After receiving a text from Krista than she was halfway through, we drove up the mountain and dropped my car in Cresson where many of the runners for the Cresson to Duncansville relay were already congregating and a reporter from the local newspaper (Central Cambria County Mainliner) and a TV news camera from the local NBC affiliate already arrived at the predestined exchange point at the end of our section.

Lake Rowena at sunrise.

Lake Rowena at sunrise.

We arrived in Ebensburg and dropped Ethan’s car at the county lot and walked to the UniMart along Route 22. Since we were supposed to run at 4:50, I was prepared to run in the dark and had an orange day-glo shirt, headlamps, and other reflective accessories. I ditched them and put on a grey Foxtrot Runners shirt instead. After 15 minutes of waiting, the news videographer from the local CBS station arrived saying that the relay team was coming down the hill. Soon enough, Krista Gill, along with two other runners, were running down the hill on Route 22, escorted by the state police. Tired and sweaty from the run, we talked only briefly, told the state police that they were not needed for our section, and staged a hand off for the cameras and we were off. We began running at around 6:39am.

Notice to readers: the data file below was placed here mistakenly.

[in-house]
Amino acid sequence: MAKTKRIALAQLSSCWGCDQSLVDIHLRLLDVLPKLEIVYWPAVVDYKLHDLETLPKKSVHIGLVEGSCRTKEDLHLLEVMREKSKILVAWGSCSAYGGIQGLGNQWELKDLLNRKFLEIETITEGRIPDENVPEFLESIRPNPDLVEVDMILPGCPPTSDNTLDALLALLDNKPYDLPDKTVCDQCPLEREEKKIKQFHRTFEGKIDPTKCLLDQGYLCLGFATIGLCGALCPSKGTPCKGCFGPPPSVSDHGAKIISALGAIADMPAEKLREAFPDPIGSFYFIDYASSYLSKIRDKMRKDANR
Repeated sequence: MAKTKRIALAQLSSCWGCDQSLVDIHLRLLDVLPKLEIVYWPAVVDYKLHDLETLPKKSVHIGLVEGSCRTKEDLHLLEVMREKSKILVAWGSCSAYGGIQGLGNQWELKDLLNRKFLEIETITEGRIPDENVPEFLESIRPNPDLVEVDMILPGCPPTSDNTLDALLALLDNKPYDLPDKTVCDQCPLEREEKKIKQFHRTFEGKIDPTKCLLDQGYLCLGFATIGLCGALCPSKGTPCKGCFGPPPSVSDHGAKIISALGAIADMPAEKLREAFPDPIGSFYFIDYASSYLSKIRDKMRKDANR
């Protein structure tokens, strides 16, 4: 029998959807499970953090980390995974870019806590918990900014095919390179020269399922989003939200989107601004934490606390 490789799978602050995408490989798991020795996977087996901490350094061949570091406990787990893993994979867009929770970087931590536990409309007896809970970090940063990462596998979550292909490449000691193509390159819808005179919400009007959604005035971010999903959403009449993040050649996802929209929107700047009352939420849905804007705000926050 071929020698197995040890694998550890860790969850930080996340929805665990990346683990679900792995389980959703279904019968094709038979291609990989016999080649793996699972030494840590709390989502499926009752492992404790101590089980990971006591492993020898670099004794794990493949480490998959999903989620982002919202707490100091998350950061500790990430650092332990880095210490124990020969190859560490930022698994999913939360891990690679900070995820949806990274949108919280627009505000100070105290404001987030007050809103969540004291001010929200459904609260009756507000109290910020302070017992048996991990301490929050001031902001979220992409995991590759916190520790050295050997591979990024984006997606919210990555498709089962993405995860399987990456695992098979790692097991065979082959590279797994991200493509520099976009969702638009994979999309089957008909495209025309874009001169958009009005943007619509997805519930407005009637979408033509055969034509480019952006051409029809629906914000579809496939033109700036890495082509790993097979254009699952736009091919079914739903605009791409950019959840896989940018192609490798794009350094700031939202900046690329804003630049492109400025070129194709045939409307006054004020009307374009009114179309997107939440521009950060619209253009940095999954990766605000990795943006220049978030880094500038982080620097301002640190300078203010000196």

Our route took us down a back street from the UniMart to Old Route 22 where we would then run east for seven and a half miles to Cresson. Not too far from the start, Ethan and I decided to stop at Lake Rowena and by chance we got a great shot of me at the lake with the sunrise in the background. We also wondered if the baton would float but with the screws loose at the top of the baton and duct tape holding it together, we opted not to take it for a swim. The duct tape at the top of the baton clued us in that something must have happened along its journey.
Ethan was reflective, realizing he has never held an object that actually been handed from person to person all the way from the Pacific Ocean at Los Angeles, through the deserts of the Southwest, across the Rockies, through the Plains and Midwest and finally here on its trip to Boston.
Our leg, on Old Route 22, offered two big hills, the first was what locals call Anderson Hill then down into and out of Kaylor Hollow. The two hill climbs were long but nowhere near as bad as I thought they were going to be and we climbed up and out in no time. The stretch from Munster to Cresson, which I thought would be fast and flat, turned out to be slower and more rolling than I expected. Ethan and I ran at a conversational pace and talked about other runs in Cambria County and I gave Ethan a little bit of a history lesson along the route. I grew up in Cresson until the second grade. Even though I had two longer runs since Laurel, this had been the longest road run I had since the Pittsburgh Marathon. My right leg was a bit stiff and it seemed like I got a significant imbalance between both legs. It was a discomfort that running on the trails tends to mask.